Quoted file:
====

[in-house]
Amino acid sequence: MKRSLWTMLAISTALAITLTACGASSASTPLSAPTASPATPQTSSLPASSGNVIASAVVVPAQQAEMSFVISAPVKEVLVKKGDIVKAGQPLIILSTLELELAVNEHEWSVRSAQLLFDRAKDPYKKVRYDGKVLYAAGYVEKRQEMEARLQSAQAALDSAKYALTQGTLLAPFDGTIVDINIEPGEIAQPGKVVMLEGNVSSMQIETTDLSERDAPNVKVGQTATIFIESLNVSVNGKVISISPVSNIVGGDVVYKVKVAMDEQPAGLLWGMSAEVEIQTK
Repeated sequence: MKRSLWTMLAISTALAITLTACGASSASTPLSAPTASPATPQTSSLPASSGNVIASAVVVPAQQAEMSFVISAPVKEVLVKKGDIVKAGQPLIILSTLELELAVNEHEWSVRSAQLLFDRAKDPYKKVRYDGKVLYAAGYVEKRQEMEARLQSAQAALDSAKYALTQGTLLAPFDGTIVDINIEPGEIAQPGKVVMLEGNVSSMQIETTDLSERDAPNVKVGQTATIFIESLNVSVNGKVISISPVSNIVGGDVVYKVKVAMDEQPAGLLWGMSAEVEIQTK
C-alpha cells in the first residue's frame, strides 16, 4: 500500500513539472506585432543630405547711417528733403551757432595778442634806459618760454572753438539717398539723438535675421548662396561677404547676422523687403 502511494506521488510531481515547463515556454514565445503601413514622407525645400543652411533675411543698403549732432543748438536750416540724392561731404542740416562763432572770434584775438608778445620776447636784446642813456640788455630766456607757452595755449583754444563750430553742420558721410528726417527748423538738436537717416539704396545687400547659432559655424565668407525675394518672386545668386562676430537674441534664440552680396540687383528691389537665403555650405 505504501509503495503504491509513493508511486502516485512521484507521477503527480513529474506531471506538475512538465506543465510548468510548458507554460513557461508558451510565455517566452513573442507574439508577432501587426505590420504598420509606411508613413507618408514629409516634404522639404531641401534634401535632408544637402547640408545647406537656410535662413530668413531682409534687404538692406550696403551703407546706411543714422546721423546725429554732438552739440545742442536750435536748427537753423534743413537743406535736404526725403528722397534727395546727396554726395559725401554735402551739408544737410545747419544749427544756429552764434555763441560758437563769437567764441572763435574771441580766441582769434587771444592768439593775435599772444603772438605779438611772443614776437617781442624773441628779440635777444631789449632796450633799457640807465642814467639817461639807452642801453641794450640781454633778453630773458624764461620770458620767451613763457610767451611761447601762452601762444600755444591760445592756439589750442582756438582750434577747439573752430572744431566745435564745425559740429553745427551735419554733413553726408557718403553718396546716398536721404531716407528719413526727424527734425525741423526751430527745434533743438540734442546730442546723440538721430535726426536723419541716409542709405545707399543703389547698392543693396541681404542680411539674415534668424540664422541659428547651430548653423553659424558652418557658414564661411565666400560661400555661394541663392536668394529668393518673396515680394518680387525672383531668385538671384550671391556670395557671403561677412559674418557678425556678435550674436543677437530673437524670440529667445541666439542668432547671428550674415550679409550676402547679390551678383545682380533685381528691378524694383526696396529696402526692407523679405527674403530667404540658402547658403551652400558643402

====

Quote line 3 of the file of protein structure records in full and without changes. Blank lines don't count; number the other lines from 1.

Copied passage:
Repeated sequence: MKRSLWTMLAISTALAITLTACGASSASTPLSAPTASPATPQTSSLPASSGNVIASAVVVPAQQAEMSFVISAPVKEVLVKKGDIVKAGQPLIILSTLELELAVNEHEWSVRSAQLLFDRAKDPYKKVRYDGKVLYAAGYVEKRQEMEARLQSAQAALDSAKYALTQGTLLAPFDGTIVDINIEPGEIAQPGKVVMLEGNVSSMQIETTDLSERDAPNVKVGQTATIFIESLNVSVNGKVISISPVSNIVGGDVVYKVKVAMDEQPAGLLWGMSAEVEIQTK